Glens Falls Hospital, 5 others get $32M in state grants

Cuomo: 'We need to protect health care in New York'
Nathan Littauer Hospital in Gloversville is seen in July 2016.
Nathan Littauer Hospital in Gloversville is seen in July 2016.

Six medical facilities in the greater Capital Region will receive grants totaling nearly $32 million as part of a $491 million state initiative to provide better health care to New Yorkers.

The state money is designed to preserve and expand patient access to high-quality care through a transformative effort to get health care facilities ready to meet future health care needs.

“Now, more than ever, we need to protect health care in New York and ensure the system in place is meeting the needs of current and future generations of New Yorkers,” Gov. Andrew Cuomo said in announcing the grants.

“While others seek to decimate our hospitals and reduce access to quality health care, we are investing to help ensure a stronger, healthier New York for all,” he added, in an apparent reference to the effort to repeal Obamacare.

The biggest grant in the Capital Region went to Glens Falls Hospital: Nearly $20 million to build a “medical village,” sort of a hospital within a hospital that will boost the capacity for ambulatory care and telemedicine.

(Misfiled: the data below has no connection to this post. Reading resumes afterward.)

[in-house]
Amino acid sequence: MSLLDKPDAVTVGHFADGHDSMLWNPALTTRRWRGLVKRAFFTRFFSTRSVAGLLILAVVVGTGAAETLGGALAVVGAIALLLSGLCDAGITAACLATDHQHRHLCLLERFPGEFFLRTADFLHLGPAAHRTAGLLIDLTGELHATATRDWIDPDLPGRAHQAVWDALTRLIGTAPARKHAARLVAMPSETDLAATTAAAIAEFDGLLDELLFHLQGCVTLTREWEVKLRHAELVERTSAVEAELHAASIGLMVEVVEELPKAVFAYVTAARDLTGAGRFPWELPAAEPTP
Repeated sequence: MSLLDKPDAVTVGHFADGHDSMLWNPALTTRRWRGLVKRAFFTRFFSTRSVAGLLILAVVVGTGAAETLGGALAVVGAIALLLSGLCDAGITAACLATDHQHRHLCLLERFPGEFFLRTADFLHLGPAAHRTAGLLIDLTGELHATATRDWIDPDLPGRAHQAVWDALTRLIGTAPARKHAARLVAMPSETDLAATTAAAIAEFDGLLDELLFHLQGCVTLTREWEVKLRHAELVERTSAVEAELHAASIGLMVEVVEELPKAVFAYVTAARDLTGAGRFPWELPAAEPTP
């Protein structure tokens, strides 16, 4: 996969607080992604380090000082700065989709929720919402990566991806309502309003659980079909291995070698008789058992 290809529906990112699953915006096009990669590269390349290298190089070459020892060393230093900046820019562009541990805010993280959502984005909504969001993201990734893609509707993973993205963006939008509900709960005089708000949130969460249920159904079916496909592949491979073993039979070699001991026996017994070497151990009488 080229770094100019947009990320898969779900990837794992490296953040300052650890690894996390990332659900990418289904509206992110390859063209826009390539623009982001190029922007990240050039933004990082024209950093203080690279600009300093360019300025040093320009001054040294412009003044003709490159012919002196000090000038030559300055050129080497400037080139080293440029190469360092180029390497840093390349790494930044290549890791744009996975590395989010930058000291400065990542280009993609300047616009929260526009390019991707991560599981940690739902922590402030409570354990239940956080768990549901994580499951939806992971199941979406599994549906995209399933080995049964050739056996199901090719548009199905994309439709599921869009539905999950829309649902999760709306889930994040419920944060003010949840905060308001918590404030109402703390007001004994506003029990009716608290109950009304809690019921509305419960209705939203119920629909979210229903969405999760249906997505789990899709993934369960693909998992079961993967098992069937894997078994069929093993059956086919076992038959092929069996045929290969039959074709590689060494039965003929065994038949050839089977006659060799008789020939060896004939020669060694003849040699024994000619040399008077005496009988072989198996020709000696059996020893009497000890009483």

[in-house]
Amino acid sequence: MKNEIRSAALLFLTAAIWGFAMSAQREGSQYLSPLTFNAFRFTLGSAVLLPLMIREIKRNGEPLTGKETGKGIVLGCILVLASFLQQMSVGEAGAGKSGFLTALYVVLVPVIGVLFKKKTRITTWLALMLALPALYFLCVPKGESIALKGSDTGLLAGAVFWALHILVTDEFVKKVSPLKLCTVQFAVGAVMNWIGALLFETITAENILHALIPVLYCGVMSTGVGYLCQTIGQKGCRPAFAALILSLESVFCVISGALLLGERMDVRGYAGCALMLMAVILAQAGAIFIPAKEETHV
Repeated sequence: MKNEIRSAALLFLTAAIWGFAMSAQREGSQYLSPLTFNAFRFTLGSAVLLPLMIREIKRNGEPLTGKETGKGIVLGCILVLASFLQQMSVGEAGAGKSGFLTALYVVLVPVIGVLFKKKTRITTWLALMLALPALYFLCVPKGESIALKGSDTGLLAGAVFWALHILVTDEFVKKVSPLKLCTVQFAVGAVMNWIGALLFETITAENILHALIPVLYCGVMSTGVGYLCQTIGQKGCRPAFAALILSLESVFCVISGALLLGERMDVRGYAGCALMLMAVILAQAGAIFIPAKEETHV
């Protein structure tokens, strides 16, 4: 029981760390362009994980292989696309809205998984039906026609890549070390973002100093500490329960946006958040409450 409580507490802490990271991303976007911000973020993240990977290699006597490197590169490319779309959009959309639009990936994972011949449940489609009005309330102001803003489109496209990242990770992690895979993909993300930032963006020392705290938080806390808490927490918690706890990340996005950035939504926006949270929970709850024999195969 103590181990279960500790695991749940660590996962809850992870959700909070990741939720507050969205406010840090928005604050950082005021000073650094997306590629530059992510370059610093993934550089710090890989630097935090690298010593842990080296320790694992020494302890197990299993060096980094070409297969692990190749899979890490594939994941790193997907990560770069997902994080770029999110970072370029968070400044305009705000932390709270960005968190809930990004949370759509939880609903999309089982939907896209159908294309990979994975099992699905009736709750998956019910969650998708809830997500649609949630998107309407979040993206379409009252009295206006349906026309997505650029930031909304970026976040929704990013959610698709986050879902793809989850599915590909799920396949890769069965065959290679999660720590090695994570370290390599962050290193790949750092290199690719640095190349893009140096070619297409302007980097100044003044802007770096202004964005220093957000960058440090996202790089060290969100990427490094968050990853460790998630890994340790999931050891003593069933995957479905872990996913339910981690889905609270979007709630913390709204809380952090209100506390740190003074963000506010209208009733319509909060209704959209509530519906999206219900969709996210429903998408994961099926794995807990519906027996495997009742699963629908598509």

Other grants announced Tuesday:


Glens Falls Hospital President and CEO Dianne Shugrue said the $19.96 million grant will cover about two-thirds of the cost of constructing the roughly 30,000-square-foot medical village, which she said will greatly improve the hospital’s ability to vector patients toward the right care for them. It will also improve patient access to primary care services, not just at the main hospital but at its 23 other facilities in a five-county, 6,000-square-mile service area.

“Oftentimes, patients don’t have access to primary care,” she said. This leads to minor health problems developing, worsening, and going untreated until a visit is necessary to the emergency room, which is among the most expensive places to provide medical care, and not always the most effective.

“It really does come down to patients getting the right care at the right time in the right setting,” Shugrue said.

Glens Falls Hospital also will be able to improve its substance-abuse services with the grant, she said. There are a growing number of such patients with the current opioid abuse epidemic, and these patients often wind up in the emergency room.

“It’s not a good setting for that patient,” Shugrue said, nor an ideal situation for the non-drug patient in the next bed. “Our community is seeing a rising need.”


Antonio Alotta, administrator of Baptist Health, said the facility will use the grant to offer care to bariatric patients — those who are extremely obese. This will be subacute care, which is short-term inpatient treatment for those recovering from surgery or other weight-related procedures before going home, as well as long-term care, for those unable to live at home.

Baptist will convert six beds in its existing subacute rehab unit and six in its long-term care unit for the new bariatric care unit. The state grant will pay for the renovation and for such specialized equipment for large people as wheelchairs, beds and ceiling-mounted lifts.

“It’s mostly accommodating the equipment that’s the main thing,” Alotta said. “The equipment is very expensive.”

There is a need for this type of facility, he added.